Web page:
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GTP20: How the Schools of King Edward XI are preparing the talent of the future

Schools of King Edward VI in Birmingham

This blog post has been produced for the Greater Birmingham Chambers of Commerce as part of the 2020 Growth Through People campaign.

Growth Through People is the Chamber’s annual campaign aiming to help local firms boost productivity and grow through improved leadership and people management skills. In 2020 this involves 8 free workshops taking place between 2nd March and 27th March, culminating in a full-day Growth Through People conference on 2nd April. In addition, throughout the campaign the Chambers will be publishing thought leadership podcasts, videos and blog content such as this.

Thanks to our Headline Sponsors – Prime Accountants Group, Aston University, Curium Solutions and CIPD - all workshops are free to attend. Interested readers can find out more and register to attend Growth Through People workshops here, and the Growth Through People conference here.

In September 2019, Balaam Wood Academy became the eleventh school in the King Edward VI Foundation in Birmingham. The school largely serves the community of Frankley, one of the most disadvantaged areas in the entire country. Many of the children who attend the school have never been to the centre of the city in which they live. However, when you visit the school (and you would be more than welcome to do so), what you find are some of the most enthusiastic, engaging young people that I have ever encountered. Our is to ensure that their enthusiasm is harnessed and  those young people go on to become the successful entrepreneurs and employees that Birmingham needs.

In recent weeks in education, there has been something of a battle raging between Ofsted and several prominent national Academy Trusts. In short, Ofsted are increasingly judging the quality of a school by the content of its curriculum; while the Trusts believe that the important measure should continue to be the outcomes achieved, as demonstrated by exam results.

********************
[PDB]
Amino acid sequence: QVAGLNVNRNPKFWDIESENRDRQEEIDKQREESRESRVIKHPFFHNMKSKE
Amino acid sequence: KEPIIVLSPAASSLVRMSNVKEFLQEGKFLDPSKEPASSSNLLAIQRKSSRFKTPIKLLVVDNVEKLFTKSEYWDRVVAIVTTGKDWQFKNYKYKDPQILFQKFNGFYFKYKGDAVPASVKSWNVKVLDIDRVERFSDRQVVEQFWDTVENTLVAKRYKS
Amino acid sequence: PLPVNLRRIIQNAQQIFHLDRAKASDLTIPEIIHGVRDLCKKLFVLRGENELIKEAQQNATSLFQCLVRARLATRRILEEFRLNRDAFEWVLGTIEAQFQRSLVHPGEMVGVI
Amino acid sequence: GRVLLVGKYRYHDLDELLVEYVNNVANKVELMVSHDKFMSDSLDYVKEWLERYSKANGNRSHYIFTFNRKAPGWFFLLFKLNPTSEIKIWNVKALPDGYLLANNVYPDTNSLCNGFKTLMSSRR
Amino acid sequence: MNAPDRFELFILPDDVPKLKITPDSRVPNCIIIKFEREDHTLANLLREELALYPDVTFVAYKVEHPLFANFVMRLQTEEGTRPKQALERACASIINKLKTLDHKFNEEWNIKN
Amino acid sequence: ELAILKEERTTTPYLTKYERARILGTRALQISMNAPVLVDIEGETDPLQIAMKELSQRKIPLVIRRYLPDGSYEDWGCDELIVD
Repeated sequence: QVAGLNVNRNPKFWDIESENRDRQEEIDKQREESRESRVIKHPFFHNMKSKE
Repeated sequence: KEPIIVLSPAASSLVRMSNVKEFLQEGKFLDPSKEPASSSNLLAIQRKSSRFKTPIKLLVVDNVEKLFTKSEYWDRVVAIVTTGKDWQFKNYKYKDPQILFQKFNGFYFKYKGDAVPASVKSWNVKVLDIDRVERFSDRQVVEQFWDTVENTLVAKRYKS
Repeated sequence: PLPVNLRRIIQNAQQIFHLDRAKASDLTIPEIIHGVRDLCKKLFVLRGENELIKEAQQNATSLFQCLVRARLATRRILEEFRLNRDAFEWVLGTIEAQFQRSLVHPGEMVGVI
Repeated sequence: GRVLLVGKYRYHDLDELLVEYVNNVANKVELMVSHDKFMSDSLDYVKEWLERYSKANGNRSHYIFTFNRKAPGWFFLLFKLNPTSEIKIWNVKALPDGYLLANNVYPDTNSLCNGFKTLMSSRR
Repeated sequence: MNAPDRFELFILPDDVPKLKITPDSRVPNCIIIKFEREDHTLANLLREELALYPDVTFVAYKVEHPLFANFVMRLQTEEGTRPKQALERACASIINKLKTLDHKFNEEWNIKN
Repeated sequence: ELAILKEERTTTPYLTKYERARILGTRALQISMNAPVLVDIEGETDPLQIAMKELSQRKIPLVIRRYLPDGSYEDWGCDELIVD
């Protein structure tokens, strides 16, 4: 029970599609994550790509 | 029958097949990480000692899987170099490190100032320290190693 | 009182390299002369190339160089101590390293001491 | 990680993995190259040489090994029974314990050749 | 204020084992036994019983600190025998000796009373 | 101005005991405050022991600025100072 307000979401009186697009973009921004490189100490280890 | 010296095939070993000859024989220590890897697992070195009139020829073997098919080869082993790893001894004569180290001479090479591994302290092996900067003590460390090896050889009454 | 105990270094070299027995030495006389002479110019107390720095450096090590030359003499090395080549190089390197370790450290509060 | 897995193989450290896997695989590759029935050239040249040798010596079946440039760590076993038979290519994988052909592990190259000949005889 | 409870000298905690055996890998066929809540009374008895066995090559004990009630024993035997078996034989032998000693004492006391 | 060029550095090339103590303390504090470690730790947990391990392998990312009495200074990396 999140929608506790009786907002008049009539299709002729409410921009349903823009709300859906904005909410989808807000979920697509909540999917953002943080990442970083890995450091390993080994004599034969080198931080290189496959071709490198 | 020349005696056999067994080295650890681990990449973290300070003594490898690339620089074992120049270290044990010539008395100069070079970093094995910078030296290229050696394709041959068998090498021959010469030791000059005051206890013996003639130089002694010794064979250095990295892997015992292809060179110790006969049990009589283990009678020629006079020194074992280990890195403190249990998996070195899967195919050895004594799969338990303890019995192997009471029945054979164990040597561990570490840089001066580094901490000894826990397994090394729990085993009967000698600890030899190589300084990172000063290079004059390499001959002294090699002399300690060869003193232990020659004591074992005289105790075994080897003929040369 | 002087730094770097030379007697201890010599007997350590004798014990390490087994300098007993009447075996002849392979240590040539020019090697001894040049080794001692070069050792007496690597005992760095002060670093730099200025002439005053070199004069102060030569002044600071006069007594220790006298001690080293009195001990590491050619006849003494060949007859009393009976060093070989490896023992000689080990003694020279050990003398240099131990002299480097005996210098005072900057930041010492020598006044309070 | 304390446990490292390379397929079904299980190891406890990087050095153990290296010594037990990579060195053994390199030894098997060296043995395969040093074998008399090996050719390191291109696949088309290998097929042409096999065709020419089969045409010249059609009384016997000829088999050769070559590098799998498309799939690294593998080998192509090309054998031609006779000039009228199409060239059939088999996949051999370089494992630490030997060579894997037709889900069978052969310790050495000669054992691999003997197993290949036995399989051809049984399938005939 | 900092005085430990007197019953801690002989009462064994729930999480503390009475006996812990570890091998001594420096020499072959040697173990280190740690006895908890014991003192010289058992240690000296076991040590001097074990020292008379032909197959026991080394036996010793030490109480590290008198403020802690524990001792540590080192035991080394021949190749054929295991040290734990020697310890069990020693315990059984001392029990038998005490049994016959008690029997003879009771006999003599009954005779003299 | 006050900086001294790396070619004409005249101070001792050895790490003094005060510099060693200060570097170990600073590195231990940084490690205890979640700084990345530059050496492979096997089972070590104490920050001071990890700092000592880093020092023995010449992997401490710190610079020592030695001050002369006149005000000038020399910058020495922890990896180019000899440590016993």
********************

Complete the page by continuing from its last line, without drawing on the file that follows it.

In my view, they’re both mistaken.

Last month, the Heads of all the King Edward VI schools got together to consider our own educational vision and to ask a key question: what is it that connects the fee-paying schools of leafy Edgbaston, the inner-city grammars, and our comprehensives in Sheldon, Handsworth Wood and Frankley?

We all want to provide children with a challenging curriculum and good exam results. But, growing young people to be successful in today’s environment requires much more than that.

  • They need to be resilient, able to deal with the pressure of 21st century life and to understand and regulate their emotions
  • They need to be engaged, having had opportunities to participate in a wide range of activities such as music, drama, competitive sport and outdoor adventure that helps them to learn new skills and develop a strong sense of teamwork
  • They need to be connected, to feel part of a larger community and to value the growing and exciting diversity that their city has to offer

For too long, the school system has been obsessed with things that are easy to measure. League tables and high stakes accountability have forced schools to chase arbitrary targets and lose sight of what education is really about: the preparation of young people for a happy and fulfilled life as part of a cohesive and productive society.

As a result, too many school leavers have great qualifications on paper, but lack the character and drive to know what to do with them. And it is that character and drive that employers tell me that they truly value.

We certainly don’t have all the answers. We are often constrained by the same measures, and funding strictures as all other schools. But by bringing together such a diverse community of schools – and 10,000 incredible young people – in this remarkable city, we hope that we can achieve something unique.

The future of Birmingham will be built by the children of today, including (and especially?) those from Frankley. Let’s all make sure that they’re ready – and remember that it’s not where they’re coming from, but where they’re going to.

Heath Monk
Executive Director
Schools of King Edward VI in Birmingham